Is my property an asset or a liability?

“The poor and the middle-class work for money. The rich have money work for them.” – Robert T. Kiyosaki, Rich Dad, Poor Dad

Robert T. Kiyosaki, in his book Rich Dad, Poor Dad, emphasized the importance of owning more assets than liabilities, if one should truly aspire for financial independence (or getting out of the “Rat Race”, as Kiyosaki likes to say).

In Rich Dad, Poor Dad, property (or more specifically, a housing mortgage) is classified as a liability for the homeowner, because mortgage payments reduce his cashflow. However, many financial advisors and real estate professionals will tell you that property is an asset, because of the future capital gain that homeowners can obtain from the sale of their property. So which is it? Is it an asset, an instrument that aids one in achieving the elusive status of being financially “free”, or a liability, an obstacle that ties one down in the “Rat Race”?

Property as a liability

Put simply, a property should be seen as a liability if you live in it. Although it is true that property is capable of generating a stable, passive income, this is not an option for owner-occupiers. In fact, instead of income, the mortgage represents a significant cost for homeowners, which will tie you down to your 9 to 6 job for a long, long time in order to consistently service the mortgage. This is the reason why Kiyosaki regards property purchase as a liability.

While it is true that you are able to sell your house for capital gain, the reality of this is not always so straightforward. Financial considerations should not and will not be the only factor that motivates decisions. Selling your house will mean uprooting yourself from a familiar neighbourhood, which may be especially difficult in old age (older folks tend to prefer the comfort of familiarity and are less receptive to change).

The process of the sale can also be troublesome because you will need to go through the trouble of finding a suitable buyer and also deal with the headaches of moving house. Additionally, especially for HDB owners, you will likely need to downgrade in order to enjoy the capital gain of your HDB. Remember: although the value of your HDB flat has risen, this is also true for all other properties. A retired couple seeking to unlock the value of their HDB flat must, therefore, choose one of three options. They can either apply for their second Build-to-Order (BTO) flat, apply for a 2-room Flexi Flat or purchase a smaller resale flat.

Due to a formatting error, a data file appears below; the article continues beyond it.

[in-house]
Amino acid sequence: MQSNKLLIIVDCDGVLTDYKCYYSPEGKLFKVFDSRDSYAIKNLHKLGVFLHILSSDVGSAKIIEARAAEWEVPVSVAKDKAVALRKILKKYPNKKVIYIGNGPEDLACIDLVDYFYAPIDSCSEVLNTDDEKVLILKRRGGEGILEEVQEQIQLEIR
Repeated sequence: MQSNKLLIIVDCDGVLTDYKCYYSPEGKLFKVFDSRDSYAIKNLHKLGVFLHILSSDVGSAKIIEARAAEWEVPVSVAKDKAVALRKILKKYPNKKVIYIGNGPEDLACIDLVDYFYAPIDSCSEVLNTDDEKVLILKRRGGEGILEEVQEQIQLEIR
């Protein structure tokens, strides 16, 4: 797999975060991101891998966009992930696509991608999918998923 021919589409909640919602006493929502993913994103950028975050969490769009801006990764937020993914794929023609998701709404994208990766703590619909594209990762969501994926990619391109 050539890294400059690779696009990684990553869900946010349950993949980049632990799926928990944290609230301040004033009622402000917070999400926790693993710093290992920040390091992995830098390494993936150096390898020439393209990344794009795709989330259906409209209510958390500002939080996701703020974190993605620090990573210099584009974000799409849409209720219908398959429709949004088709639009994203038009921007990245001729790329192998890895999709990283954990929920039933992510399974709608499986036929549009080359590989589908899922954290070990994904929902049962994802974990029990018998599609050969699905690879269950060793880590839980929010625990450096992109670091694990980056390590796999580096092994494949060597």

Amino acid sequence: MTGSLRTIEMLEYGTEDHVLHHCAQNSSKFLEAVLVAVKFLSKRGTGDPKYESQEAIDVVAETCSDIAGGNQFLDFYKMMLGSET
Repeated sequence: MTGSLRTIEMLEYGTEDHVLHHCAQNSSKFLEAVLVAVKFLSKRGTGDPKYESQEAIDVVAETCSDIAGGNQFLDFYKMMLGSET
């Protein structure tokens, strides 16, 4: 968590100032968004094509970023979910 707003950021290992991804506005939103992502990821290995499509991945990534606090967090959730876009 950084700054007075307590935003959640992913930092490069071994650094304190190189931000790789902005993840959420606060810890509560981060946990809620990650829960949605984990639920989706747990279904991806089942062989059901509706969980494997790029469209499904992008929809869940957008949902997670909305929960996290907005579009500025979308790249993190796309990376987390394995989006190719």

For the first option, seniors will most likely have to make do with BTOs in non-mature estates, unless they are very lucky. Since first-time HDB buyers will get the priority, seniors will unlikely be able to get a unit in more popular estates like Bidadari or Kallang. Not everybody will be comfortable moving from a mature estate with an ideal location, like Toa Payoh, to a BTO in an up-and-coming place like Tengah. For the second and third options, they would mean having to live in a significantly smaller flat. While some old folks prefer this because their children might have moved out and therefore do not need as much space (also, a smaller flat means less tiring to clean), others may not like this downgrade.